|About the Book|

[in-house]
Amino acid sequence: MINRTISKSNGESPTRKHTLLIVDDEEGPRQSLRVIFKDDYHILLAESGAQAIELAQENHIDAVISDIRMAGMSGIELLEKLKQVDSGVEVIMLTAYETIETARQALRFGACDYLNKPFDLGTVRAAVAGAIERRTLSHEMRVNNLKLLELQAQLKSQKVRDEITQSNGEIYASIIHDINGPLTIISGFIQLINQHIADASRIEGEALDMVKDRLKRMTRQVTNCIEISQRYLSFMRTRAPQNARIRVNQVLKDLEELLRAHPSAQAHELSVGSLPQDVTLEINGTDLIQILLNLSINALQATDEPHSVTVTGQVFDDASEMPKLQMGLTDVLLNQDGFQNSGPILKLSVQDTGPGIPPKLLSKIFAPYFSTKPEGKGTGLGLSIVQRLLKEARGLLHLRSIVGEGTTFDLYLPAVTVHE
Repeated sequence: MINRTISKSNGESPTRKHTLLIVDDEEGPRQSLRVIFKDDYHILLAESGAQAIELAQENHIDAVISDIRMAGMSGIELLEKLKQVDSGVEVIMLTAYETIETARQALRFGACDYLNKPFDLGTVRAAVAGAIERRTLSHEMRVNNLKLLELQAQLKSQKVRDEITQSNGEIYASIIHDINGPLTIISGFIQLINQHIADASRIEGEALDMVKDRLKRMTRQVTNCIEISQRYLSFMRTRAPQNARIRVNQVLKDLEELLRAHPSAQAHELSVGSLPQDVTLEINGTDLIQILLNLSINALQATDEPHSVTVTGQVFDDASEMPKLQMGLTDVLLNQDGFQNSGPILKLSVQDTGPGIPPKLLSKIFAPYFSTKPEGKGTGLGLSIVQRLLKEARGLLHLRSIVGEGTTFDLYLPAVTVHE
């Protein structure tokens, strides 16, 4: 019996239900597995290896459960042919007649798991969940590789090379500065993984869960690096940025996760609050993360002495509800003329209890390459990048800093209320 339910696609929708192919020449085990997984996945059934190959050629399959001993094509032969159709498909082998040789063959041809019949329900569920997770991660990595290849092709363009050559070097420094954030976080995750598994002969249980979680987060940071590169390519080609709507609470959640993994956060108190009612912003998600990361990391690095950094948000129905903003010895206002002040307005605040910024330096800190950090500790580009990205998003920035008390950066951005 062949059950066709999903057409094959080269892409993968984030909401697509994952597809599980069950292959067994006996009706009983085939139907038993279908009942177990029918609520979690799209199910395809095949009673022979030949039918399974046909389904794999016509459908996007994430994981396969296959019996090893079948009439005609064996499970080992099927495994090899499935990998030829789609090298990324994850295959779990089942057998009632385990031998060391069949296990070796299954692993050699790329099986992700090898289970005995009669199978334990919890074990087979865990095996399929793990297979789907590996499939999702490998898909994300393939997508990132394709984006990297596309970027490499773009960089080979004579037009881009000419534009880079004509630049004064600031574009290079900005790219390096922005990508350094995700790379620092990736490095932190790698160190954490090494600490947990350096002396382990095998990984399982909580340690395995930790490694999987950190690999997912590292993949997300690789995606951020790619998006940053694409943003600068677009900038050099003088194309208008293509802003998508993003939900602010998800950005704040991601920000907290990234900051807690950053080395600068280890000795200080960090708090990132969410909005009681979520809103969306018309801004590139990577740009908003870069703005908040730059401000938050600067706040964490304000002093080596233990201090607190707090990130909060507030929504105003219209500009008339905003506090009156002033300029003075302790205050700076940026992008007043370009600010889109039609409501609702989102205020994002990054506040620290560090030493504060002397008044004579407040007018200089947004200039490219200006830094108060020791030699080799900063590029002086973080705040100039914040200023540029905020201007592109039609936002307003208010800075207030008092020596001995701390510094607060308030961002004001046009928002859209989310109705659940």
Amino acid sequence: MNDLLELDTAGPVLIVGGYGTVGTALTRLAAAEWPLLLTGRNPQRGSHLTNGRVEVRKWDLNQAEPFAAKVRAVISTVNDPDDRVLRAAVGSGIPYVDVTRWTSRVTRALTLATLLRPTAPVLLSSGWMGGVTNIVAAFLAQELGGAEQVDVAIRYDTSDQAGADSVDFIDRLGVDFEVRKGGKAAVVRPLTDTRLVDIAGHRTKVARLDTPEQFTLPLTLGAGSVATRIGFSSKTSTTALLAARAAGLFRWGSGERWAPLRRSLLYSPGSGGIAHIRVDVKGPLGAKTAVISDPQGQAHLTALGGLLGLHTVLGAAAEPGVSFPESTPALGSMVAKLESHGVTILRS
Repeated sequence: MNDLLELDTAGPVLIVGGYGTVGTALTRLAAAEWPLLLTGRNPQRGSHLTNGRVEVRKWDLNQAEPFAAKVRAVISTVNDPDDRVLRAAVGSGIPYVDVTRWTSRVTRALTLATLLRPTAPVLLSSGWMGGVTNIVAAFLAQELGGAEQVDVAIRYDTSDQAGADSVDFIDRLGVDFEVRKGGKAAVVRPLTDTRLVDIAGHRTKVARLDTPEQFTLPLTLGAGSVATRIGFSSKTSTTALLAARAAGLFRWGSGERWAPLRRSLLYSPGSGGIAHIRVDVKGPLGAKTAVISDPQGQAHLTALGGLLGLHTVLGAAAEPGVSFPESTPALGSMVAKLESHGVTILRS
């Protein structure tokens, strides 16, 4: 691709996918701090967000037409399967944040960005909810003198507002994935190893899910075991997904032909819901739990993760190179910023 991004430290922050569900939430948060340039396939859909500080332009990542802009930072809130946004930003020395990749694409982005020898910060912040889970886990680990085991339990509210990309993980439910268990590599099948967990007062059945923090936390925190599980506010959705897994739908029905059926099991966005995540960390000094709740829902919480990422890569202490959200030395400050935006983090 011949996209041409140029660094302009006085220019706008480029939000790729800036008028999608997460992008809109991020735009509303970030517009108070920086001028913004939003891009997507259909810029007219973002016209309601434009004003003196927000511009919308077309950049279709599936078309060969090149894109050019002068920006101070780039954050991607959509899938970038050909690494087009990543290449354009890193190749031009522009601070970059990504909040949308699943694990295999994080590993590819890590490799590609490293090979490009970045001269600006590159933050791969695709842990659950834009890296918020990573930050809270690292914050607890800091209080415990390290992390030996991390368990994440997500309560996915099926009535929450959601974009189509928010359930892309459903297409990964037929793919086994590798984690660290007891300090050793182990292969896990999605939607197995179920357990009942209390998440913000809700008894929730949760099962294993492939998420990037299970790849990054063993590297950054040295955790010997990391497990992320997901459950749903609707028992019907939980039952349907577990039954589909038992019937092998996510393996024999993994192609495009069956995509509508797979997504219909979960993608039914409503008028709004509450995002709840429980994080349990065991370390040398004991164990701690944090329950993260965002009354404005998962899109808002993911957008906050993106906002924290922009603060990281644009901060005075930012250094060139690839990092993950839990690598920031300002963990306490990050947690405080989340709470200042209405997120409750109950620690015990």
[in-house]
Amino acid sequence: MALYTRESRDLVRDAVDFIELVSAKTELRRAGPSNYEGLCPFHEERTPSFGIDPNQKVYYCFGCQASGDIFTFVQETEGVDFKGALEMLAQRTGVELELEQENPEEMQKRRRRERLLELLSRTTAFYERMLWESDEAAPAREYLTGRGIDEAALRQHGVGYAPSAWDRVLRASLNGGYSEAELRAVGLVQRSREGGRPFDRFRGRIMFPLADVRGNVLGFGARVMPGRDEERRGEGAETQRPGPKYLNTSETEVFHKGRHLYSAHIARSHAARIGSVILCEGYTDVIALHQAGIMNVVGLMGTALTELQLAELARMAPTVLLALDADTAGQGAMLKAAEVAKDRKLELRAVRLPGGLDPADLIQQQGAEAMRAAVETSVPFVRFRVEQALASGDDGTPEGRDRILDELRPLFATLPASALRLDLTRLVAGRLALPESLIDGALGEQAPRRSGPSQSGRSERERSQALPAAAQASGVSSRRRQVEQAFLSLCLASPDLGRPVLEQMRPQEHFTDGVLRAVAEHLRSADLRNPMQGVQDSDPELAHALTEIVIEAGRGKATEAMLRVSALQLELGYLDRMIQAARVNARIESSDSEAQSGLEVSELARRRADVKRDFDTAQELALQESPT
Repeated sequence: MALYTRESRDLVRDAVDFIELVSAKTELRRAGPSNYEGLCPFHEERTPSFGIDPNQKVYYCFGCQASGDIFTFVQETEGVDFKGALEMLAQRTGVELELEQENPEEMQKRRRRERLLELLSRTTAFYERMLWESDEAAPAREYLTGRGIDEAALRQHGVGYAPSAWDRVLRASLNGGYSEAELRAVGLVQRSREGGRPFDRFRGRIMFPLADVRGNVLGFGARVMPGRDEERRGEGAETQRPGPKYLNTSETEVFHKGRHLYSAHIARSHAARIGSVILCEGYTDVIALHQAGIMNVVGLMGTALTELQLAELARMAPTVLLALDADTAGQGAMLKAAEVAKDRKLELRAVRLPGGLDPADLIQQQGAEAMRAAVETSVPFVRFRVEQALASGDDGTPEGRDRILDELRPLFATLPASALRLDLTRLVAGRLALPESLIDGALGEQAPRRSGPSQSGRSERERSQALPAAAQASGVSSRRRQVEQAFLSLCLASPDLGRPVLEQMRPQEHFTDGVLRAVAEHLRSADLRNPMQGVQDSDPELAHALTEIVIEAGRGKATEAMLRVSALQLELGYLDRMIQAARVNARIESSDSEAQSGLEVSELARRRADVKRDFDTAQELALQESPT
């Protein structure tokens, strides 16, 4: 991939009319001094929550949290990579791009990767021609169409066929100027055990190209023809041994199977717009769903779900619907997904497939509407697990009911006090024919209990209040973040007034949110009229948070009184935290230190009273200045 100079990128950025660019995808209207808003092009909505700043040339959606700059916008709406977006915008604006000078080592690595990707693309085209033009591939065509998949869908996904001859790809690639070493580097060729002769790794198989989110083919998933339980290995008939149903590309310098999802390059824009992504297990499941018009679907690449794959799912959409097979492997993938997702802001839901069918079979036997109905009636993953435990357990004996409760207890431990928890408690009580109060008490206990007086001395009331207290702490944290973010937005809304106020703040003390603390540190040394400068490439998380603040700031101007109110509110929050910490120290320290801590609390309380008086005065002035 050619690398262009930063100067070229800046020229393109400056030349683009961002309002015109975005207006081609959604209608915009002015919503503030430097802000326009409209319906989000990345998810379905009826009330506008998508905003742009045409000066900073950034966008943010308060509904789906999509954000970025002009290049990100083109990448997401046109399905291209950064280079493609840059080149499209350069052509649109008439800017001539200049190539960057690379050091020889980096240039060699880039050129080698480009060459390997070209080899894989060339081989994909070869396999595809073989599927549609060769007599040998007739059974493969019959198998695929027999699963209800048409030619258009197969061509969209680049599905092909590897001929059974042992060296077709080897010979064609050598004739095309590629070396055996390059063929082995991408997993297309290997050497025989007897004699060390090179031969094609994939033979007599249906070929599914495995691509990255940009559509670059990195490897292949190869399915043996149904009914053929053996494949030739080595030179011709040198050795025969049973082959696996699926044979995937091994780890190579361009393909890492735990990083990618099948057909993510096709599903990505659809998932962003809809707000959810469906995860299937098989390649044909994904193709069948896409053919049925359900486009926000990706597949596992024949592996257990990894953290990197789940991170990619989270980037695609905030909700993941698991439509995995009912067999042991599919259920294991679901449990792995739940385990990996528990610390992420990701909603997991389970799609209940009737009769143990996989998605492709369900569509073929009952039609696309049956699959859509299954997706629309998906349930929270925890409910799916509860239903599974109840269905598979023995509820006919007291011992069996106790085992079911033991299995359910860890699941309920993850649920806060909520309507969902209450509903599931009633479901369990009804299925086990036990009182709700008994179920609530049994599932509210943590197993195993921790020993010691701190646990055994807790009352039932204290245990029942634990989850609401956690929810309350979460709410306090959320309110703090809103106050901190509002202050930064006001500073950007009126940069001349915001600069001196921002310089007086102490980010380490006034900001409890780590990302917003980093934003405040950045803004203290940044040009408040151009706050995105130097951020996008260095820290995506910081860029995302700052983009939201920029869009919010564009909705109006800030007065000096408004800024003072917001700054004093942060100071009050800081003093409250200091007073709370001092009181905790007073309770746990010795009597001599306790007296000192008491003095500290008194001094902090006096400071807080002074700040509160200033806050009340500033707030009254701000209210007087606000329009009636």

Excerpt from Commercial Peat: Its Uses and PossibilitiesWhen the late Sir Clement Le Neve Foster set before me the project of preparing a book on the subject of Peat, I did not realise how quickly the industry would develop. But the peat resourcesMoreExcerpt from Commercial Peat: Its Uses and PossibilitiesWhen the late Sir Clement Le Neve Foster set before me the project of preparing a book on the subject of Peat, I did not realise how quickly the industry would develop. But the peat resources of the world are so vast, and the commercial possibilities so great, that engineers and scientists, both at home and abroad, are giving close attention to the subject, and a warm welcome was given to the publication of Peat: Its Use and Manufacture, under the joint authorship of the late Mr P. R. Bjorling and myself.This present volume is designed as a companion to that above mentioned, and presents this important industrial question from a commercial point of view.To appreciate the seriousness of the problem of utilising the bog-lands, it is only necessary to realise the great surface covered by peat bogs on the Continent of Europe alone. This amounts to 212,700 square miles. The survey of Ireland gives 2,858,150 acres of peat bogs. In Canada more than 30,000,000 acres of land are known to be peat bog, and in the United States 20,000,000 acres. In Newfoundland two-thirds of the surface of the country is said to consist of peat bogs.About the PublisherForgotten Books publishes hundreds of thousands of rare and classic books. Find more at www.forgottenbooks.comThis book is a reproduction of an important historical work. Forgotten Books uses state-of-the-art technology to digitally reconstruct the work, preserving the original format whilst repairing imperfections present in the aged copy. In rare cases, an imperfection in the original, such as a blemish or missing page, may be replicated in our edition. We do, however, repair the vast majority of imperfections successfully- any imperfections that remain are intentionally left to preserve the state of such historical works.